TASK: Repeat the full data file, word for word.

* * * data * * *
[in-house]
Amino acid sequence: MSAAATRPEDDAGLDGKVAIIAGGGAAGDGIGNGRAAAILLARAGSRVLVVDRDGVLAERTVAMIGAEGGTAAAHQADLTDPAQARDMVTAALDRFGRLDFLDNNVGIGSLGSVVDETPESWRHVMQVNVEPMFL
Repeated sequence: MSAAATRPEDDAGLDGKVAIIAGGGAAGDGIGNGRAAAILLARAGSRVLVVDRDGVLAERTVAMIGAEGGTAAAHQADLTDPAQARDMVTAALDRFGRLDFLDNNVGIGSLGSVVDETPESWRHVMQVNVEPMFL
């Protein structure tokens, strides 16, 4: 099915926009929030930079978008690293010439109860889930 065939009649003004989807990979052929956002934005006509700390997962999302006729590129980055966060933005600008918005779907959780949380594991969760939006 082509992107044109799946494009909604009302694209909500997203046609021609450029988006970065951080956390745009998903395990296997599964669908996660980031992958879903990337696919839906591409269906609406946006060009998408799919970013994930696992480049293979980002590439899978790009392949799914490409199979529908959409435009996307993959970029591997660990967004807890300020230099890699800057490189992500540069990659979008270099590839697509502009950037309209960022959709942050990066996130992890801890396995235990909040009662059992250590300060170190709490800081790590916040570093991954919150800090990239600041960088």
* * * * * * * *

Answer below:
[in-house]
Amino acid sequence: MSAAATRPEDDAGLDGKVAIIAGGGAAGDGIGNGRAAAILLARAGSRVLVVDRDGVLAERTVAMIGAEGGTAAAHQADLTDPAQARDMVTAALDRFGRLDFLDNNVGIGSLGSVVDETPESWRHVMQVNVEPMFL
Repeated sequence: MSAAATRPEDDAGLDGKVAIIAGGGAAGDGIGNGRAAAILLARAGSRVLVVDRDGVLAERTVAMIGAEGGTAAAHQADLTDPAQARDMVTAALDRFGRLDFLDNNVGIGSLGSVVDETPESWRHVMQVNVEPMFL
């Protein structure tokens, strides 16, 4: 099915926009929030930079978008690293010439109860889930 065939009649003004989807990979052929956002934005006509700390997962999302006729590129980055966060933005600008918005779907959780949380594991969760939006 082509992107044109799946494009909604009302694209909500997203046609021609450029988006970065951080956390745009998903395990296997599964669908996660980031992958879903990337696919839906591409269906609406946006060009998408799919970013994930696992480049293979980002590439899978790009392949799914490409199979529908959409435009996307993959970029591997660990967004807890300020230099890699800057490189992500540069990659979008270099590839697509502009950037309209960022959709942050990066996130992890801890396995235990909040009662059992250590300060170190709490800081790590916040570093991954919150800090990239600041960088």